Dr. Michael J. Hartnett - Chairman, President and CEO: Well, we are not seeing defense as a big growth leg for us in 2014, but there is still a lot of active programs and they are all associated with either maintenance or airframes that have been or systems that have been committed to and funded. So, we are still seeing good demand and we are really not feeling much effect from sequestration from our major customer's.
Kristine Liwag - Bank of America Merrill Lynch: And then for commercial aero, I was wondering for where you are in terms of compared to line rates announced by OEMs, are you guys currently delivering to customers at the same announced rates of Boeing and Airbus have scheduled or are you shipping below or above that?
Dr. Michael J. Hartnett - Chairman, President and CEO: Well, usually in order for to work right we have such strong planning for both of those customers and such strong logistics supporting the flow of product to both of those customers. But if they are announcing a step up in build rate that’s effective January 1st, we're probably shipping bearings at that rate somewhere in July or August of the preceding year. So we are right in step with them.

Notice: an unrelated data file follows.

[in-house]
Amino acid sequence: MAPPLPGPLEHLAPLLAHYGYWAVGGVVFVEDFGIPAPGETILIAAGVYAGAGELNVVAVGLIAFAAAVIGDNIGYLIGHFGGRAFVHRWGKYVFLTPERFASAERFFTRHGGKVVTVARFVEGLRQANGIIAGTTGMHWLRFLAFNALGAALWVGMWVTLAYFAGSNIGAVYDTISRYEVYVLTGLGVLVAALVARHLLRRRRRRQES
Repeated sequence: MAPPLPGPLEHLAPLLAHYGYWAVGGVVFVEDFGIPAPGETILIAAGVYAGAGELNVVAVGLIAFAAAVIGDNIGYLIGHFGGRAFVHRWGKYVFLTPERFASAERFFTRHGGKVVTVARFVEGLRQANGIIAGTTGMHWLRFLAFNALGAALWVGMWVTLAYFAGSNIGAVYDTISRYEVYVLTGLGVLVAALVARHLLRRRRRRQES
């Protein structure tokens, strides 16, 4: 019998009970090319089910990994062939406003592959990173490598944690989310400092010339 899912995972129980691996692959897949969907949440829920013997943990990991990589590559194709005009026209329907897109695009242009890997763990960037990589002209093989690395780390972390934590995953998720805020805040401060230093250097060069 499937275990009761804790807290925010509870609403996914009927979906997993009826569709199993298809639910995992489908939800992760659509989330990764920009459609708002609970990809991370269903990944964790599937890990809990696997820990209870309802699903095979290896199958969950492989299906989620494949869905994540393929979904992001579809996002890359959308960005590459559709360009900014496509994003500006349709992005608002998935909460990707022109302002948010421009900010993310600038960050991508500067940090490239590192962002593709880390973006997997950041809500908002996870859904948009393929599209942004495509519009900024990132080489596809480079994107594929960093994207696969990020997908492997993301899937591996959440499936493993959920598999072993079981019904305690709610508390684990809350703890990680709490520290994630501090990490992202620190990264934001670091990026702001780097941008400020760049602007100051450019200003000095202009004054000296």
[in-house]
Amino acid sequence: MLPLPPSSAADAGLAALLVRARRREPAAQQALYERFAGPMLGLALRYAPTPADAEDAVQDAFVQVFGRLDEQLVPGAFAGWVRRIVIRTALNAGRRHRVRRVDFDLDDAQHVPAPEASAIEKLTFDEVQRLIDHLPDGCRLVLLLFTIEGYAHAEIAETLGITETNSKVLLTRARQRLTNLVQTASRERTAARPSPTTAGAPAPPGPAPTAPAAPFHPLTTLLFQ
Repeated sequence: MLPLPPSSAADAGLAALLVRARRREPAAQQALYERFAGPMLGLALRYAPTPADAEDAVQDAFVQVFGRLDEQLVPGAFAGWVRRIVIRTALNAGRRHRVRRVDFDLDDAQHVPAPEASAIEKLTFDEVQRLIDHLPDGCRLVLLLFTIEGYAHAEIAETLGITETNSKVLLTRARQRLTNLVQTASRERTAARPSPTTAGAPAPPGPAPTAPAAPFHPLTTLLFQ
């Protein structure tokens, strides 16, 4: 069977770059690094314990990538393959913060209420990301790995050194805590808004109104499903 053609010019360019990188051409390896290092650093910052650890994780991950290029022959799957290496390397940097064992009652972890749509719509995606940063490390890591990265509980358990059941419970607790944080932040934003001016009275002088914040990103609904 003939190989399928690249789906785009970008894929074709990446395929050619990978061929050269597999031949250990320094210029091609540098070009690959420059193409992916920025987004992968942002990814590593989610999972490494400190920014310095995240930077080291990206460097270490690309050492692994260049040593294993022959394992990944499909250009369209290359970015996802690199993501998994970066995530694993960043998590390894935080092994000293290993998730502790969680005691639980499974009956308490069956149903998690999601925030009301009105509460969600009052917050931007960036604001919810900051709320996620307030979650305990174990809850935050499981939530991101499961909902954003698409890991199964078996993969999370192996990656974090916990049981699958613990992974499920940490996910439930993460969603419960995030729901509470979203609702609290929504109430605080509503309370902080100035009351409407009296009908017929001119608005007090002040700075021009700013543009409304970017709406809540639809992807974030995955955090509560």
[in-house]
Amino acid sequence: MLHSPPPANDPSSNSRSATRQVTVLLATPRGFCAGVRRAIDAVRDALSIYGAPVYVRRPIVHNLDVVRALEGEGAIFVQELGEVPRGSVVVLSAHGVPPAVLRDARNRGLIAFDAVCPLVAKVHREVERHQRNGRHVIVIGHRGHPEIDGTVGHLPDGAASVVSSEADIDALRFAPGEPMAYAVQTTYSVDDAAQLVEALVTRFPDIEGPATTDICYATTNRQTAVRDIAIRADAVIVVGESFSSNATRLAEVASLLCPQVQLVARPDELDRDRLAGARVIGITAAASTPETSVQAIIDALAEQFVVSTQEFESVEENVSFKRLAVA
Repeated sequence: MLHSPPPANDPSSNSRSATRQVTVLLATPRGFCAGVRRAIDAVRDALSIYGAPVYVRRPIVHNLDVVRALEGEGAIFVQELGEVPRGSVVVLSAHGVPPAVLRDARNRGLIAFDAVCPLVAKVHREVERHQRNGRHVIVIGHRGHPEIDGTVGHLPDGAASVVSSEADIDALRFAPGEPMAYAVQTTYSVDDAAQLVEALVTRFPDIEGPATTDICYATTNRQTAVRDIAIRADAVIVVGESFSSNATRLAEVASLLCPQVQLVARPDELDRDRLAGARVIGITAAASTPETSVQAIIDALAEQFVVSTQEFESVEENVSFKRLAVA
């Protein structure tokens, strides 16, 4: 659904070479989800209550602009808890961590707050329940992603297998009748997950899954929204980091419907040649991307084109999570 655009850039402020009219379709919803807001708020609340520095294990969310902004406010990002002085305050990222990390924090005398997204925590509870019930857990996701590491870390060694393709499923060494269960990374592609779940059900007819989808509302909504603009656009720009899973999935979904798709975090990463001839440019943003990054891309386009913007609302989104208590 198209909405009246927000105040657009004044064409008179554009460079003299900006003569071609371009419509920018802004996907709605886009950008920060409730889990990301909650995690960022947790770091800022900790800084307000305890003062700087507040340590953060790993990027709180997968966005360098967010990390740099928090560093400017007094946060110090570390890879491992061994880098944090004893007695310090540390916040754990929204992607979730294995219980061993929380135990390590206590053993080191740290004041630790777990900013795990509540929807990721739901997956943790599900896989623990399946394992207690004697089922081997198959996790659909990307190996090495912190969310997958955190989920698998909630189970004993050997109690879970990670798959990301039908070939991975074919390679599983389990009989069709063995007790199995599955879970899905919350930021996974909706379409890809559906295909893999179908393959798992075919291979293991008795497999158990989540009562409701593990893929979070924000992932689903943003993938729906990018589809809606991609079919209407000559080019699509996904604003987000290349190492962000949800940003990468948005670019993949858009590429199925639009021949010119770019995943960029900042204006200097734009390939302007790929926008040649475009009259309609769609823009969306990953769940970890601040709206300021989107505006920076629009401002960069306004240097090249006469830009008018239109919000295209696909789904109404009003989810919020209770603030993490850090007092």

Operator: (Joe Moreover, Loomis Sayles).
Joe Moreover - Loomis Sayles: My question is on gross margins and I realize Q4 is generally seasonally strong from a revenue standpoint, but a 39.5% was a very strong number. Normally, you can look at incremental margins which in this case is a negative number divided by another negative number. So, I'm wondering if management could help me out and give me some idea of gross margins what would they have been if revenues were flat, so on an incremental $8.5 million in revenue, would we be looking at gross margins of 40.5% or maybe 41%? Thank you.
Dr. Michael J. Hartnett - Chairman, President and CEO: Yeah, Joe, I – probably we'd have seen a little bit better gross margin but we definitely would have seen a little bit better operating income, because pretty much our sales and administrative costs are pretty much fixed costs with that small differential in volume. So, you would have seen a better EBIT line and a little bit of a better gross margin line. There is no question about it.
Operator: There are no other questions at this time.
Dr. Michael J. Hartnett - Chairman, President and CEO: Very good. Well, listen I'd like to thank everybody for participating in the call today and their continued interest and support of RBC Bearings, as part of your investment strategy. And we'll be talking to you, I think very shortly here in the next 45 days as we report the results of our first quarter. Thank you very much.
Operator: Ladies and gentlemen, that concludes the presentation. Thank you for your participation in today's call. You may now disconnect. Have a wonderful day.